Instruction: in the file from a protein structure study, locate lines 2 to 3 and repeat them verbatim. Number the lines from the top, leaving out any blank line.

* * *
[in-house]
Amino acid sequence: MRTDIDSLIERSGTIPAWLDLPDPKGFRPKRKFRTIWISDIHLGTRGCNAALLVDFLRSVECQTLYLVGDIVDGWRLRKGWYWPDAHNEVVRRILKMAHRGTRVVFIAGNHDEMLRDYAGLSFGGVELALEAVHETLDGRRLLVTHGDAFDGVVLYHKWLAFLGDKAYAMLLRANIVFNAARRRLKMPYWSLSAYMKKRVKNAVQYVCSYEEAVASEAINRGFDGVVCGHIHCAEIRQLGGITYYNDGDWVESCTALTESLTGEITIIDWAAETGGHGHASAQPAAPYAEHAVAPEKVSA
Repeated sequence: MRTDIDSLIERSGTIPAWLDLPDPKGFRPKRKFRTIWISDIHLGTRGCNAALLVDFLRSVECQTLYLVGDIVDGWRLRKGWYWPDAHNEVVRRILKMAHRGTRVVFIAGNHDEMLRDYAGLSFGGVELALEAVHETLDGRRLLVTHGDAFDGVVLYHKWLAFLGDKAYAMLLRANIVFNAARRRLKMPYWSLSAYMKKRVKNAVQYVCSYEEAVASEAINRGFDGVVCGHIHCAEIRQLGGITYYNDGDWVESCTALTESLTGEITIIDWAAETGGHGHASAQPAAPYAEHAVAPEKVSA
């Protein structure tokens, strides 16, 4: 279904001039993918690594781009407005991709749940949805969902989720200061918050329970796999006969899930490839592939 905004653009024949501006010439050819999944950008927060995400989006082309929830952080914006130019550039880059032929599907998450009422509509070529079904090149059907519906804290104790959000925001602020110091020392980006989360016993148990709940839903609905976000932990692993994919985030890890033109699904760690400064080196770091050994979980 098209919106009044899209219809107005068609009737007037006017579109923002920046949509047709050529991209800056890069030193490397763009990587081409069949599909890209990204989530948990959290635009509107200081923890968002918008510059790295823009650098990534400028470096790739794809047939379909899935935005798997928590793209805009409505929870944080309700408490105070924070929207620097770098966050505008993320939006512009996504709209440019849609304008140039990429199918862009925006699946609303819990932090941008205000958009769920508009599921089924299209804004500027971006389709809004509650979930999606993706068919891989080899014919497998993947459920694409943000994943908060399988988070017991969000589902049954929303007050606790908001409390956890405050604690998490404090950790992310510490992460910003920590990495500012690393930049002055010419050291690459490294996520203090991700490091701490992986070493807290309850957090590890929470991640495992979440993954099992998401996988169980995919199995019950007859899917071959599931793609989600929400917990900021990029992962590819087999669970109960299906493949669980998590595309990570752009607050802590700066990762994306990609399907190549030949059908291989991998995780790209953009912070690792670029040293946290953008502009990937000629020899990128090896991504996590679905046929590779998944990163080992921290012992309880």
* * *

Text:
Amino acid sequence: MRTDIDSLIERSGTIPAWLDLPDPKGFRPKRKFRTIWISDIHLGTRGCNAALLVDFLRSVECQTLYLVGDIVDGWRLRKGWYWPDAHNEVVRRILKMAHRGTRVVFIAGNHDEMLRDYAGLSFGGVELALEAVHETLDGRRLLVTHGDAFDGVVLYHKWLAFLGDKAYAMLLRANIVFNAARRRLKMPYWSLSAYMKKRVKNAVQYVCSYEEAVASEAINRGFDGVVCGHIHCAEIRQLGGITYYNDGDWVESCTALTESLTGEITIIDWAAETGGHGHASAQPAAPYAEHAVAPEKVSA
Repeated sequence: MRTDIDSLIERSGTIPAWLDLPDPKGFRPKRKFRTIWISDIHLGTRGCNAALLVDFLRSVECQTLYLVGDIVDGWRLRKGWYWPDAHNEVVRRILKMAHRGTRVVFIAGNHDEMLRDYAGLSFGGVELALEAVHETLDGRRLLVTHGDAFDGVVLYHKWLAFLGDKAYAMLLRANIVFNAARRRLKMPYWSLSAYMKKRVKNAVQYVCSYEEAVASEAINRGFDGVVCGHIHCAEIRQLGGITYYNDGDWVESCTALTESLTGEITIIDWAAETGGHGHASAQPAAPYAEHAVAPEKVSA